Illinois farmers speculating in volatile global market

Illinois farmers speculating in volatile global market

May 4, 2022 0 By Zeta Cross

When Dennis Green was a young farmer starting out in southern Illinois in the 1970s, he did not give a lot of thought to the Soviet Union as a player in world agriculture.

“Russia and Ukraine and some other countries were still part of the Soviet Union. In the 1970s, they could not raise enough wheat for their own people,” Green told The Center Square. “We would never have thought that a war like we have going on right now would be something that would have an impact on world markets”

Russia and Ukraine are large contributors to the world wheat market. The invasion of Ukraine by Russia this spring has rocked global markets, causing shortages, creating uncertainty, and driving up prices for U.S. wheat.

At harvest time in June and July, market watchers expect Illinois wheat prices will hit record highs.

Prices have soared and so have the costs of fertilizing U.S. crops.

According to data from the Fertilizer Institute, Russia is the biggest exporter of fertilizers in the world, producing 23% of ammonia exports, 14% of urea exports, 10% of processed phosphate exports and 21% of potash exports.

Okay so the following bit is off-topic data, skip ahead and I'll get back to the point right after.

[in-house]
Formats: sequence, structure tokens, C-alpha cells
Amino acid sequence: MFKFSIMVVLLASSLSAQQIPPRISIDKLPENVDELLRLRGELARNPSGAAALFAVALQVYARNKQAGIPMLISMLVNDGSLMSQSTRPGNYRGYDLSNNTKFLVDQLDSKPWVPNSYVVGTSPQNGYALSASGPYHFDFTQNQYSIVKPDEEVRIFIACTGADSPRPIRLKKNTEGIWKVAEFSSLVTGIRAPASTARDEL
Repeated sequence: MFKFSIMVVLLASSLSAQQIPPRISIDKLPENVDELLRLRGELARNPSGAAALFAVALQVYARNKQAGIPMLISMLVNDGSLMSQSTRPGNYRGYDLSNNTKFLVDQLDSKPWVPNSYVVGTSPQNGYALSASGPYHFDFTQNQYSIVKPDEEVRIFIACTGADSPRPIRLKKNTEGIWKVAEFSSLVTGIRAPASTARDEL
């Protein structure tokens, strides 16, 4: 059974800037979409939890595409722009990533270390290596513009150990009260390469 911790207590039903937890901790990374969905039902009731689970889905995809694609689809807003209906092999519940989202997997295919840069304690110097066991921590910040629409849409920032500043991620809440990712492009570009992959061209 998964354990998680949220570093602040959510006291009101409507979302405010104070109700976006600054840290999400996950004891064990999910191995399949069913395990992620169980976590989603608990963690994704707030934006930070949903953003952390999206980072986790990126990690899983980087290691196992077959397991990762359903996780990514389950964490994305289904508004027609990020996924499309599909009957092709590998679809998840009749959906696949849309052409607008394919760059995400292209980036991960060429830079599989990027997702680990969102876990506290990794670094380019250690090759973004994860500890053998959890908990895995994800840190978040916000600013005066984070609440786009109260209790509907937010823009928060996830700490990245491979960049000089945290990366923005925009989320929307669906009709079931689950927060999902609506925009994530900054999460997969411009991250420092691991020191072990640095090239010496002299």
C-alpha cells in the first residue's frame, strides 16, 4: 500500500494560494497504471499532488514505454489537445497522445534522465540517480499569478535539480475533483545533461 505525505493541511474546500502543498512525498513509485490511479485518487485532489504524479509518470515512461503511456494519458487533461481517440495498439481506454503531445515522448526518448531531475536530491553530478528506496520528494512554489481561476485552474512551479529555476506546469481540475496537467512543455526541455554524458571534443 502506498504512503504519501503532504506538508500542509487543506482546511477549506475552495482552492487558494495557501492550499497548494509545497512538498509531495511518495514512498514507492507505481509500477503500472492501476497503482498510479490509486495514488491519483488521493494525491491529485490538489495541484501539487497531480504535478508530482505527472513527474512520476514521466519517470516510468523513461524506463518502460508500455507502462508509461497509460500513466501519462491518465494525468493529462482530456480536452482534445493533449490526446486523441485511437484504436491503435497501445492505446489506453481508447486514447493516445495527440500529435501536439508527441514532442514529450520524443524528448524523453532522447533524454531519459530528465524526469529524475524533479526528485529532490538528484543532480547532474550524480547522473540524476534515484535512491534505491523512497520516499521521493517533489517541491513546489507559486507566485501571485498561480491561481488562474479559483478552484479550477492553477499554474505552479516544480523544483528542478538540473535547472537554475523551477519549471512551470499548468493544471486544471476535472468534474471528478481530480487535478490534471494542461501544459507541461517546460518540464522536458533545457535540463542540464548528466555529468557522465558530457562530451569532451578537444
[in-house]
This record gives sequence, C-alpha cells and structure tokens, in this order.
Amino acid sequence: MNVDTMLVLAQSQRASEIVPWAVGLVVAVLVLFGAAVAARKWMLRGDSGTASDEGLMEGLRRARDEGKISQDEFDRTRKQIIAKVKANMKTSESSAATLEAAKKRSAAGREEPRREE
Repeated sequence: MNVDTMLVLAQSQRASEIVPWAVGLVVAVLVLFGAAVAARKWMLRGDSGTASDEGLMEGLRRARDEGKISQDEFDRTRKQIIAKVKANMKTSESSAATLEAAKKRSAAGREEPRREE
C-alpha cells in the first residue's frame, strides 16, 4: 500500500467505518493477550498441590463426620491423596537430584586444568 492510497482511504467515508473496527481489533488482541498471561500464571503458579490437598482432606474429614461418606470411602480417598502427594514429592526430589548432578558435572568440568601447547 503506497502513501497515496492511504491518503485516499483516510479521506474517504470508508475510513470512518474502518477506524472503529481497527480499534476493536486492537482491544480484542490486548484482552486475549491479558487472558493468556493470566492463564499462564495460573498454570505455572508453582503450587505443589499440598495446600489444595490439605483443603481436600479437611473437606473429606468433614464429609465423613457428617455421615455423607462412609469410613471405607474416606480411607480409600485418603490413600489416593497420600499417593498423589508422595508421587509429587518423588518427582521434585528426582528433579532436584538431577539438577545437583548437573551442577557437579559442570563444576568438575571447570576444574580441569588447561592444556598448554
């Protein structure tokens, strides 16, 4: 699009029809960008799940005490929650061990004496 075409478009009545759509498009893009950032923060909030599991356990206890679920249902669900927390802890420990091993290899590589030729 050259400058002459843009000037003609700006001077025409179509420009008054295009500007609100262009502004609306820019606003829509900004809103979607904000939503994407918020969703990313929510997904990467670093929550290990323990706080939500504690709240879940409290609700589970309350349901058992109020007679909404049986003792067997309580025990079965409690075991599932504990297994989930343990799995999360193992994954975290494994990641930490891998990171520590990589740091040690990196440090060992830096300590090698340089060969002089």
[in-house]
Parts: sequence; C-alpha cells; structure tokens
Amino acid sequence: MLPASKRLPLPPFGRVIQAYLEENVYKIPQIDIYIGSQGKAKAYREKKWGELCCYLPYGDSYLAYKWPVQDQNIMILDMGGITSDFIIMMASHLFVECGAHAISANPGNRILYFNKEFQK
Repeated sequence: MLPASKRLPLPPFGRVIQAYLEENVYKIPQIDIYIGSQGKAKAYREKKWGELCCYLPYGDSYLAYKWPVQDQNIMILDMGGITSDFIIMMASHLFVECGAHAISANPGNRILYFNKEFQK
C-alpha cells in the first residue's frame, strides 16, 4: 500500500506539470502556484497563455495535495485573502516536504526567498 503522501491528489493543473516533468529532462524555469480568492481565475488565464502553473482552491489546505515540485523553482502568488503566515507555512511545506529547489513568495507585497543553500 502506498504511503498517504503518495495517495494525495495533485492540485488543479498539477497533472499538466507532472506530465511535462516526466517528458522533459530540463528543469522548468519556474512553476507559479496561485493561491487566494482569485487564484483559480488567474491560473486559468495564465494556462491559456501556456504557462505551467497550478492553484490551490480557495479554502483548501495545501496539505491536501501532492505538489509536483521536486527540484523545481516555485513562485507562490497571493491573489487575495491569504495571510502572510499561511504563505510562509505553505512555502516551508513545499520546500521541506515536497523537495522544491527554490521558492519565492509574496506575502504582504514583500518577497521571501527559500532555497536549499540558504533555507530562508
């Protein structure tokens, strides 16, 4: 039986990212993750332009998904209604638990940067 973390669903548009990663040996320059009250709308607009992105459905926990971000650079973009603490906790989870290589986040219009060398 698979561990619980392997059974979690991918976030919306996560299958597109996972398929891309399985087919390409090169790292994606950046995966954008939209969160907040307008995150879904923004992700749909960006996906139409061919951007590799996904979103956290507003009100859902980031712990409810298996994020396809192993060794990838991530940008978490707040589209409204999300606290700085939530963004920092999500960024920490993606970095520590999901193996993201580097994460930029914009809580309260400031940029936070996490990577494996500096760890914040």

Russia is also a major exporter of natural gas, which is used in the manufacture of nitrogen fertilizers. Even before Russian troops began building up on the Ukrainian borders this winter, high natural gas prices had been driving up the cost of fertilizers and other inputs that U.S. farmers depend on.

Western sanctions on Russia have disrupted fertilizer shipments and increased shortages, driving input costs even higher than they were last fall.

So, should Illinois wheat farmers increase the amount of wheat they plant in the fall? Green said it is too soon for him to decide.

“The factor that will determine what happens there is what the price of wheat looks like come fall,” Green said.

After the corn and soybean crops are harvested, Illinois wheat is planted to overwinter in the same soil where the corn and soybeans were grown.

The soft red winter wheat variety that is grown in Illinois is primarily sold to U.S. factories to be used to make cookies, pretzels, baked goods and flatbreads. It is not used for bread and pasta.

The U.S. Department of Agriculture has predicted that the U.S. will produce 1.28 billion bushels of wheat this year.

“The soft wheat production – what we produce east of the Mississippi in the Midwest – is less than one-sixth of the total wheat that is grown in this country,” Green said.

Green, who farms in Lawrenceville, Illinois, near the Indiana border, will factor in the timing of his soybean harvest, the weather conditions at planting time and the price of wheat this fall before he decides how much wheat he will plant this year, he said.

This article was originally posted on Illinois farmers speculating in volatile global market